Rosa Parks played not just an important role in Alabama history, but in the nation’s history, and she did so at great risk.

Thus, any Alabama city that wants to give her its respects is certainly mindful and inclusive in its thinking to do so.

The city of Auburn recently not only welcomed discussion on how to best pay tribute to Parks, but the give-and-take manner in which it did so is a welcome respite from the costly, ugly and painful shutdown we see today in our federal government.

Frankly speaking, Congress and the White House could learn a few things from the Auburn council chamber.

Disagreement handled the right way is one of the more valued trademarks of a healthy democracy.

Rosa Parks, as any good student of America’s civil rights history and certainly Alabama’s state history should know, gained national fame for her refusal to give up her seat on a Montgomery bus during the days of segregation.

Her simple act gave charge to a national movement of using boycotts as a peaceful means of protest for civil rights.

Her courage and that of others whom she represents should never be forgotten, and along those lines, Auburn council members Connie Fitch Taylor and Tommy Dawson proposed ideas for paying tribute to Parks.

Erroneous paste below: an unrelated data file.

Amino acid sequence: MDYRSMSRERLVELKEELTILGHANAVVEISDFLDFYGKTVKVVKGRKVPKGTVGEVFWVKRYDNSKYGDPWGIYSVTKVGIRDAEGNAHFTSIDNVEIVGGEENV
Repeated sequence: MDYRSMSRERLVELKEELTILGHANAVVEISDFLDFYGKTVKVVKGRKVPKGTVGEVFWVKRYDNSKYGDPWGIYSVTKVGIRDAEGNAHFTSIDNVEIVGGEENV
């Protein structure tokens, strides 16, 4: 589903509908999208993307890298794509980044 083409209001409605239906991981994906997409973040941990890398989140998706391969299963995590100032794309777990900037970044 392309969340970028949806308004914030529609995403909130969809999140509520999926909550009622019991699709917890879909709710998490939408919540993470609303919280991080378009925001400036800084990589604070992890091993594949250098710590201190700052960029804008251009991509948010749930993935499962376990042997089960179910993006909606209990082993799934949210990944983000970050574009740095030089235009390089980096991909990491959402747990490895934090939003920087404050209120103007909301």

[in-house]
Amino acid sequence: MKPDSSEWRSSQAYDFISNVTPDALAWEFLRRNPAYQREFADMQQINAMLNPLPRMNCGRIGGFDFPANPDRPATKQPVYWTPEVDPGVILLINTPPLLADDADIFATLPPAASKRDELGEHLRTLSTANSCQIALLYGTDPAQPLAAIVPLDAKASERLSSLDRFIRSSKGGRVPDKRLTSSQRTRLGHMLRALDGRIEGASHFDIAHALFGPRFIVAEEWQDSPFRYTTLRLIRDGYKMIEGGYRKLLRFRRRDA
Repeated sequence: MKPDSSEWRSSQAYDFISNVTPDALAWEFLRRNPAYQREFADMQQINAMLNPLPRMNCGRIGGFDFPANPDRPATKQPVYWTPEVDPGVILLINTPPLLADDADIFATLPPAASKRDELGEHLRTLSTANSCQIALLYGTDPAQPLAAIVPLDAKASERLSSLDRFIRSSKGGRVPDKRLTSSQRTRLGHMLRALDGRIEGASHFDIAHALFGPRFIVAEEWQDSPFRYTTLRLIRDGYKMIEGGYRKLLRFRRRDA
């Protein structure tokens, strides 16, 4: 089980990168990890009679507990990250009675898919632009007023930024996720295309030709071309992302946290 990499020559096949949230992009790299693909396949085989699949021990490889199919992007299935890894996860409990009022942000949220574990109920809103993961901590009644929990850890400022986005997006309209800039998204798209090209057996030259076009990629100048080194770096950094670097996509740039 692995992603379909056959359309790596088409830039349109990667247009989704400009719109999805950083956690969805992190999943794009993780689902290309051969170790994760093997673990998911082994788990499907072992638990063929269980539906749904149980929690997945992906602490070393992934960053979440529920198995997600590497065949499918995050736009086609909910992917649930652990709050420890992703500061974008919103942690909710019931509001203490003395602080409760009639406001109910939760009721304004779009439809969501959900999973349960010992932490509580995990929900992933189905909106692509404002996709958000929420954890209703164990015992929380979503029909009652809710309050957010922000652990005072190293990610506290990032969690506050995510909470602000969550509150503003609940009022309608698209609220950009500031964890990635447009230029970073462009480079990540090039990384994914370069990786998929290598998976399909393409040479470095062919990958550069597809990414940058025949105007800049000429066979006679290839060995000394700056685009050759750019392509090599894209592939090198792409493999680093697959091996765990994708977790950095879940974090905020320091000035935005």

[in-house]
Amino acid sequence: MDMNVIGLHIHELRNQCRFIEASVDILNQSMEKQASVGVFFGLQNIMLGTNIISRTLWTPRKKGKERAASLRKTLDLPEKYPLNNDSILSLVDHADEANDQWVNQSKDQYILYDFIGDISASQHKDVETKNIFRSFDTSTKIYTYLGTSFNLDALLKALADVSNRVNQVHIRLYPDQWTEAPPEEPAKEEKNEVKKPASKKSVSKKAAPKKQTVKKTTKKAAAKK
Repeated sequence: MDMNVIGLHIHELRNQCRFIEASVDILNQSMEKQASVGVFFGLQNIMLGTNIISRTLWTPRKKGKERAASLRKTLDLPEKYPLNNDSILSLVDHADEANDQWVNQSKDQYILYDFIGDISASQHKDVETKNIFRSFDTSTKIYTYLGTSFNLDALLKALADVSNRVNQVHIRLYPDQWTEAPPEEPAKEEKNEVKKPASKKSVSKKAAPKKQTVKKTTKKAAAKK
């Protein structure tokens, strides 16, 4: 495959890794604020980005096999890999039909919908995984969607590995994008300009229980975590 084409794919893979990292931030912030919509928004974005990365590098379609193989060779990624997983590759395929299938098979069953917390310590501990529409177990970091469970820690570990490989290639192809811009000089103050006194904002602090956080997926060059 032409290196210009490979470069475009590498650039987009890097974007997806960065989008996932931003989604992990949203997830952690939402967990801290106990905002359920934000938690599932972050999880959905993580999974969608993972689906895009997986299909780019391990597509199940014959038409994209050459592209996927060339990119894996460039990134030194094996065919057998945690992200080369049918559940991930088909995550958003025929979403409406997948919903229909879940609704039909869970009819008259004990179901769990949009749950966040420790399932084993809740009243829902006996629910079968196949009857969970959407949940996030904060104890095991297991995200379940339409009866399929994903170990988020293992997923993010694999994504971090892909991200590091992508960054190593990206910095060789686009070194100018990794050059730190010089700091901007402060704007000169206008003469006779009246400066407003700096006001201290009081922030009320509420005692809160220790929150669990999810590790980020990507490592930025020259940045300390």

Dawson thought making Rosa Parks Day a city holiday was a good idea, and he said he found bipartisan legislation giving the city the right to do so.

However, when City Manager Jim Buston pointed out that creating a new city holiday would come at a cost of at least $130,000 annually, all wisely seemed to agree that other ideas, such as naming a library, might be a better option and would still serve the purpose.

Indeed, just the math would suggest that the cost of more than a half-million dollars within five years could mean constructing an entirely new building for the city, or perhaps fund many infrastructure needs, or add first-responders and other city personnel to the payrolls.

There are many ways a small city can spend $130,000 a year in tax money other than giving employees an additional day off.

Dawson and Taylor, to their credit, agreed, and then suggested the city place a library in the Boykin Community Center, with the name Rosa Parks Library.

Not only is that kind of move more practical financially, it actually is more likely to prompt educational opportunities about Rosa Parks for future generations curious about the name.

Whether that library proposal or another creative suggestion emerges, it appears that Mayor Ron Anders and the entire council is interested in working together to find the right solution for a noble idea.

How refreshing.

Perhaps the good folks of Capitol Hill in Washington, D.C., need to come pay a visit to the loveliest village on the plains to see how it’s done.

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